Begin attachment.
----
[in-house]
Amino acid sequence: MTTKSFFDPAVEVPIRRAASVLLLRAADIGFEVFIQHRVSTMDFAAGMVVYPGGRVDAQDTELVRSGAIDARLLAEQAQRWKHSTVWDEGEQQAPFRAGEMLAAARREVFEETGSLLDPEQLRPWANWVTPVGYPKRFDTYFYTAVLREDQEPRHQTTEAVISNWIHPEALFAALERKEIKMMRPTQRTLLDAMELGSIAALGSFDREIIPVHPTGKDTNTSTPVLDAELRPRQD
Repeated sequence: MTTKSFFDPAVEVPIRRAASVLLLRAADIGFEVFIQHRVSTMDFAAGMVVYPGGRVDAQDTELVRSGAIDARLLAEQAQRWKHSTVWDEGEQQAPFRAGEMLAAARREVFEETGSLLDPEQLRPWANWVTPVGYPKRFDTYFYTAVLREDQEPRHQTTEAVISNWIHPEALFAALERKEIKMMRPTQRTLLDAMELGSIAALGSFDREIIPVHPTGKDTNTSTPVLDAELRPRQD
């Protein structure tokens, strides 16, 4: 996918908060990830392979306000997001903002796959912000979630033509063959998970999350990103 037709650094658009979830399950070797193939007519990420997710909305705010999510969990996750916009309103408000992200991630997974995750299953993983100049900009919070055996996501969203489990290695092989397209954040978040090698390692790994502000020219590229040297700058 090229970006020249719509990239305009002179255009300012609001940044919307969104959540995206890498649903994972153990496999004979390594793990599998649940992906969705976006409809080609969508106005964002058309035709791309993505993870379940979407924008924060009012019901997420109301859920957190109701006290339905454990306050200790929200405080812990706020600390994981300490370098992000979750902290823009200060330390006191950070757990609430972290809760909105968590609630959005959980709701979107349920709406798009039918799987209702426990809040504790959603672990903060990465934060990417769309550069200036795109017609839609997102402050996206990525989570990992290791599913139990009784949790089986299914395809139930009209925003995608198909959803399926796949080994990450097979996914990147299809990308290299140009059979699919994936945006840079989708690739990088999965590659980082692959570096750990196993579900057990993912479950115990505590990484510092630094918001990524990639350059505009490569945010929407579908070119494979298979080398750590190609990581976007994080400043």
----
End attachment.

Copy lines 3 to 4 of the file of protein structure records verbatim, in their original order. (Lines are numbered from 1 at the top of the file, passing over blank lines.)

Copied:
Repeated sequence: MTTKSFFDPAVEVPIRRAASVLLLRAADIGFEVFIQHRVSTMDFAAGMVVYPGGRVDAQDTELVRSGAIDARLLAEQAQRWKHSTVWDEGEQQAPFRAGEMLAAARREVFEETGSLLDPEQLRPWANWVTPVGYPKRFDTYFYTAVLREDQEPRHQTTEAVISNWIHPEALFAALERKEIKMMRPTQRTLLDAMELGSIAALGSFDREIIPVHPTGKDTNTSTPVLDAELRPRQD
């Protein structure tokens, strides 16, 4: 996918908060990830392979306000997001903002796959912000979630033509063959998970999350990103 037709650094658009979830399950070797193939007519990420997710909305705010999510969990996750916009309103408000992200991630997974995750299953993983100049900009919070055996996501969203489990290695092989397209954040978040090698390692790994502000020219590229040297700058 090229970006020249719509990239305009002179255009300012609001940044919307969104959540995206890498649903994972153990496999004979390594793990599998649940992906969705976006409809080609969508106005964002058309035709791309993505993870379940979407924008924060009012019901997420109301859920957190109701006290339905454990306050200790929200405080812990706020600390994981300490370098992000979750902290823009200060330390006191950070757990609430972290809760909105968590609630959005959980709701979107349920709406798009039918799987209702426990809040504790959603672990903060990465934060990417769309550069200036795109017609839609997102402050996206990525989570990992290791599913139990009784949790089986299914395809139930009209925003995608198909959803399926796949080994990450097979996914990147299809990308290299140009059979699919994936945006840079989708690739990088999965590659980082692959570096750990196993579900057990993912479950115990505590990484510092630094918001990524990639350059505009490569945010929407579908070119494979298979080398750590190609990581976007994080400043």